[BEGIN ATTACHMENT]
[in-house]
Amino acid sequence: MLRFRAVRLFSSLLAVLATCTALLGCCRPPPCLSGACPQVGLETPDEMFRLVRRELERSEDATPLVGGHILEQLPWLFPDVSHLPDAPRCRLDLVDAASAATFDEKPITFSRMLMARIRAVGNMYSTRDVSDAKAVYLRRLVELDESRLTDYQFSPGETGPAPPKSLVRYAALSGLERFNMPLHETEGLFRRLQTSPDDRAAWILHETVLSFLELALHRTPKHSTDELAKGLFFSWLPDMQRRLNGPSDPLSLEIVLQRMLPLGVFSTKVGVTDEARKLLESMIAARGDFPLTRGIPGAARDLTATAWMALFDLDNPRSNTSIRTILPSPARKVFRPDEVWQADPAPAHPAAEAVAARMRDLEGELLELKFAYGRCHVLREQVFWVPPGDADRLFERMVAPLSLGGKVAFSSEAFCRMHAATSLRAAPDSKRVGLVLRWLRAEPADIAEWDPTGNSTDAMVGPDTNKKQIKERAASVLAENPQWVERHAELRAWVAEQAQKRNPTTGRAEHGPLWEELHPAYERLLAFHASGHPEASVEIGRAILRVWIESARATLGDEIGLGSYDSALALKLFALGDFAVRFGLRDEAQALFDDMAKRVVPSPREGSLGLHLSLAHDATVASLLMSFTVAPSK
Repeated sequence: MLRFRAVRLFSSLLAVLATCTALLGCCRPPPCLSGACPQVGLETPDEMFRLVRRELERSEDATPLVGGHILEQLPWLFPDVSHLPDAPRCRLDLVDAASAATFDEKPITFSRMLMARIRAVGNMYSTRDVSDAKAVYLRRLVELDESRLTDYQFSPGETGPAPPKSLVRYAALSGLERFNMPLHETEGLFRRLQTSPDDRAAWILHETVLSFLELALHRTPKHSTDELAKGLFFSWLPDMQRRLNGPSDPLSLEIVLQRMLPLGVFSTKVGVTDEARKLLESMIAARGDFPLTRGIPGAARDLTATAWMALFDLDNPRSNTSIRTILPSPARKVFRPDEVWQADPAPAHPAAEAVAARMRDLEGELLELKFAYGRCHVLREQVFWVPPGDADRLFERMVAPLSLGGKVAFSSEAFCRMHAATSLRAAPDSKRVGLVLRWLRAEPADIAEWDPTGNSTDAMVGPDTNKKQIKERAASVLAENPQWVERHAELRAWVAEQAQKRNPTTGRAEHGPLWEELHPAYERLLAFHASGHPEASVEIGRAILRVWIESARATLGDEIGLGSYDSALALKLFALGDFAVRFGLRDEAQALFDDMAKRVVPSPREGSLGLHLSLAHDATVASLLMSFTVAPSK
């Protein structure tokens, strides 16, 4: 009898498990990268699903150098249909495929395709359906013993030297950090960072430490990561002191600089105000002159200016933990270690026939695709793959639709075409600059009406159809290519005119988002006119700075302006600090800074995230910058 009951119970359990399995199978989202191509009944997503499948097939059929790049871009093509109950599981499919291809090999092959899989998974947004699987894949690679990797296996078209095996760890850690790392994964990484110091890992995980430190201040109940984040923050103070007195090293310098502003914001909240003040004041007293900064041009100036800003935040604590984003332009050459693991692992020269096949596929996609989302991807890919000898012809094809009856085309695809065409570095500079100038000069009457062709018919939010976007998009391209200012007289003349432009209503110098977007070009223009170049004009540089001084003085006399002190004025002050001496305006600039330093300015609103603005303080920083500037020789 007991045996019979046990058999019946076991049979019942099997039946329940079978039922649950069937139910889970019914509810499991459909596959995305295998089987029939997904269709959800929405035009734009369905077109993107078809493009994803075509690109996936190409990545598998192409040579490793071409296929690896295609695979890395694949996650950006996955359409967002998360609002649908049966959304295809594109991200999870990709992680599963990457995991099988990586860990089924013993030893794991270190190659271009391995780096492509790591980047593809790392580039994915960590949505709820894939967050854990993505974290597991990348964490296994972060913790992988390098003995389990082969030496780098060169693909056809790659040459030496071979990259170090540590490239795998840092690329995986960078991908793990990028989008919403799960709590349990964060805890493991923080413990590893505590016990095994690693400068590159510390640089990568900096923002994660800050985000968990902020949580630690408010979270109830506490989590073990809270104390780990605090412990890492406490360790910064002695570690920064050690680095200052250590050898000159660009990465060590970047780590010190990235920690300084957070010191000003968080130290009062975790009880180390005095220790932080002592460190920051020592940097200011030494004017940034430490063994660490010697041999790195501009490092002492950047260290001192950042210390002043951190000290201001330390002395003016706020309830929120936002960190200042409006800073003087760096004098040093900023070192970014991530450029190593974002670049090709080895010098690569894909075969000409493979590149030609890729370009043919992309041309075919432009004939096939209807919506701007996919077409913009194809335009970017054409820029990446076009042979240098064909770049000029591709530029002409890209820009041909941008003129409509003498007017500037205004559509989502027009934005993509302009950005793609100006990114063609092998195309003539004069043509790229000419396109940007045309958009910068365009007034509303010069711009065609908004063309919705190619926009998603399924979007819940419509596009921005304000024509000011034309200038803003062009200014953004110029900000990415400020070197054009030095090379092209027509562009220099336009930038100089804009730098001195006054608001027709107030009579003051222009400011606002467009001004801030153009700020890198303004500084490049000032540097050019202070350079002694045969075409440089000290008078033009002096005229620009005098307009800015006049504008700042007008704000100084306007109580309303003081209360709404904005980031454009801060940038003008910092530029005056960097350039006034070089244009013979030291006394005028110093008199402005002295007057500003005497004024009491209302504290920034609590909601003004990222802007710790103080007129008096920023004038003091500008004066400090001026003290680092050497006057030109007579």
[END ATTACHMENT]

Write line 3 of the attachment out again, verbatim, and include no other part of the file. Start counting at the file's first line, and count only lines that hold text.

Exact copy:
Repeated sequence: MLRFRAVRLFSSLLAVLATCTALLGCCRPPPCLSGACPQVGLETPDEMFRLVRRELERSEDATPLVGGHILEQLPWLFPDVSHLPDAPRCRLDLVDAASAATFDEKPITFSRMLMARIRAVGNMYSTRDVSDAKAVYLRRLVELDESRLTDYQFSPGETGPAPPKSLVRYAALSGLERFNMPLHETEGLFRRLQTSPDDRAAWILHETVLSFLELALHRTPKHSTDELAKGLFFSWLPDMQRRLNGPSDPLSLEIVLQRMLPLGVFSTKVGVTDEARKLLESMIAARGDFPLTRGIPGAARDLTATAWMALFDLDNPRSNTSIRTILPSPARKVFRPDEVWQADPAPAHPAAEAVAARMRDLEGELLELKFAYGRCHVLREQVFWVPPGDADRLFERMVAPLSLGGKVAFSSEAFCRMHAATSLRAAPDSKRVGLVLRWLRAEPADIAEWDPTGNSTDAMVGPDTNKKQIKERAASVLAENPQWVERHAELRAWVAEQAQKRNPTTGRAEHGPLWEELHPAYERLLAFHASGHPEASVEIGRAILRVWIESARATLGDEIGLGSYDSALALKLFALGDFAVRFGLRDEAQALFDDMAKRVVPSPREGSLGLHLSLAHDATVASLLMSFTVAPSK